BIR investigates PhilRem for possible tax evasion

Chrisee Dela Paz
BIR investigates PhilRem for possible tax evasion

Alecs Ongcal

Senator Teofisto 'TG' Guingona III says the committee is 'studying the possibility' of holding PhilRem liable for contempt for the owners' inconsistent testimonies

MANILA, Philippines – PhilRem Service Corporation is being investigated for a possible tax evasion case, after the Bureau of Internal Revenue (BIR) found out that the company is paying the wrong taxes for acting as a remittance firm when in fact it is registered as a land transportation contractor.

“We are looking into it. It goes without saying that there has to be a consequence. There’s something amiss. I’m sure if there is something wrong, there will be fines and penalties,” BIR Commissioner Kim Henares said on the sidelines of the 5th Senate hearing into the $81-million Bangladesh Bank fund heist, when asked if her office will file a tax evasion case against the firm.

The $81-million stolen money were transferred into casinos from the Rizal Commercial Banking Corporation (RCBC) via money transfers from PhilRem. (READ: Bank heist probe: Questions, contradictions hound PhilRem)

In its filings with the Securities and Exchange Commission (SEC), PhilRem said it is primarily established to engage in the business of remittance of money currency from abroad to be delivered to different parts of the Philippines.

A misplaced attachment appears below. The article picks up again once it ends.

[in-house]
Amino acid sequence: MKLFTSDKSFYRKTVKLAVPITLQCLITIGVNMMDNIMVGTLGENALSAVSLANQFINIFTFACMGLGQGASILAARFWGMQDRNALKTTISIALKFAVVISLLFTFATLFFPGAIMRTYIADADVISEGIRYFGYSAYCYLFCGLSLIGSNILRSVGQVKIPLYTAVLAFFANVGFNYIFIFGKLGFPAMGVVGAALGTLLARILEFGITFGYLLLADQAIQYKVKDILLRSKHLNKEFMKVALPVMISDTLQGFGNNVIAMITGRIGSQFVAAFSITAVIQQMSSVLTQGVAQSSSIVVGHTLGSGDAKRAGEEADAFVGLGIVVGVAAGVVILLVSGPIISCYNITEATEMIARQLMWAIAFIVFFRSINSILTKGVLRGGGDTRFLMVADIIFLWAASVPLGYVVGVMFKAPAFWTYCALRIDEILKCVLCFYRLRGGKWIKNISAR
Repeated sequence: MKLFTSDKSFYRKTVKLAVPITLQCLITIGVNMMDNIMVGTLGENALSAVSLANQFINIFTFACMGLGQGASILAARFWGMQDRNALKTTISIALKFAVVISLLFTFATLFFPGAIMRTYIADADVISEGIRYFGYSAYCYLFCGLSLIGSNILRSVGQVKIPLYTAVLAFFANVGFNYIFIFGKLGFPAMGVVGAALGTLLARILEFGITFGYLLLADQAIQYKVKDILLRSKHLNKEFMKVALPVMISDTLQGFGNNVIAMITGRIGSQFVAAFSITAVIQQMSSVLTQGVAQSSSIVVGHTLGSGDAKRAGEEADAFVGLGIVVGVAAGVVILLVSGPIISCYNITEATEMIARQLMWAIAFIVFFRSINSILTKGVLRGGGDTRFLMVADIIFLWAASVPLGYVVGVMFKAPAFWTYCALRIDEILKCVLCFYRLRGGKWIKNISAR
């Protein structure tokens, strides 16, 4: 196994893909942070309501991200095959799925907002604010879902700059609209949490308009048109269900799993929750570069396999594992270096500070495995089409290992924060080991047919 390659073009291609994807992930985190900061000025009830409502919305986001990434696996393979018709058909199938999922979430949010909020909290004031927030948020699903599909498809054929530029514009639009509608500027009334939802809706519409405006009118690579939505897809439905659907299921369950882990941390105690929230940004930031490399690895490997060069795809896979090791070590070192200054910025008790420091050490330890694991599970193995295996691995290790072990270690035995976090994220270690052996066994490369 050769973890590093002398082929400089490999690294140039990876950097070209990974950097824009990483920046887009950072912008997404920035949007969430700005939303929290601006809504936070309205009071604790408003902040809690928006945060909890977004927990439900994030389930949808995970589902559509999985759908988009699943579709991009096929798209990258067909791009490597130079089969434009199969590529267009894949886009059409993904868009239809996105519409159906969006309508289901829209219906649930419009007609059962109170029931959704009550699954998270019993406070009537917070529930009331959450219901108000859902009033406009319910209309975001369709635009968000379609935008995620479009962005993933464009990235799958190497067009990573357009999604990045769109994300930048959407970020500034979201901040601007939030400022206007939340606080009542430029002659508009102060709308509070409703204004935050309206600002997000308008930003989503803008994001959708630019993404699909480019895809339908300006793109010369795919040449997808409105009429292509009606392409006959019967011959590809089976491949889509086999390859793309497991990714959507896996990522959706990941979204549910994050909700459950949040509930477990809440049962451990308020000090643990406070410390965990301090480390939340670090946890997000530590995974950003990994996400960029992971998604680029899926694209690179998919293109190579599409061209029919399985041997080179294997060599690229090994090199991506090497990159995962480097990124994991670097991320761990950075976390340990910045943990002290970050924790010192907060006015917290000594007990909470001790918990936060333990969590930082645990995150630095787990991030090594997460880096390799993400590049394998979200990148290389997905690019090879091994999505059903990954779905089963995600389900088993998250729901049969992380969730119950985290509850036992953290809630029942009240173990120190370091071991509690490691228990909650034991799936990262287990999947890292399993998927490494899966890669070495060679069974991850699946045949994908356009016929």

But Henares said during the Senate hearing that “something is wrong with its business registration.”

According to the BIR chief, PhilRem amended its articles of incorporation in 2005, but it did not update its registration with the BIR.

“PhilRem’s business registration says they are a land transportation contractor, not a money changer and remittance company,” Henares told the Senate committee. “The taxes they paid are wrong.” 

During the hearing, Henares also pointed out that the affidavit of PhilRem messenger Michael Palmares showed violation of tax regulations for the company. (READ: SWIFT system and the $81-M money laundering issue)

“It is not a legitimate receipt. It does not follow BIR’s requirements. There is no address, TIN (tax identification number),” Henares said, adding that “all receipts should be registered with BIR.”

Liable for contempt?

MANUFACTURED? Acknowledgment receipts look like they were all done on the same day, Senator Teofisto Guingona III quotes BIR Commissioner Kim Henares as saying. Photo by Alecs Ongcal/Rappler

Senator Teofisto “TG” Guingona III said the committee is “studying the possibility” of holding PhilRem liable for contempt for its inconsistent testimonies.

“According to Kim Henares, acknowledgment receipts looked like all were done on the same day. So it looks like the evidence showed was manufactured,” Guingona told reporters.

For the Senate blue ribbon committee chairman, PhilRem seems to be “not telling the whole truth.”

“The owners of PhilRem were not consistent on their statements. They are not saying the whole truth. We will not take this lightly. We will not allow this committee to be lied to,” he said.

The senator said the focus of the 6th Senate hearing on the Bangladesh Bank fund heist on Tuesday, April 19, will be “PhilRem’s inconsistencies.”

“It will be all about their inconsistencies: Deliveries of the money, amounts, dates, and places. We will cross-check,” Guingona said. –

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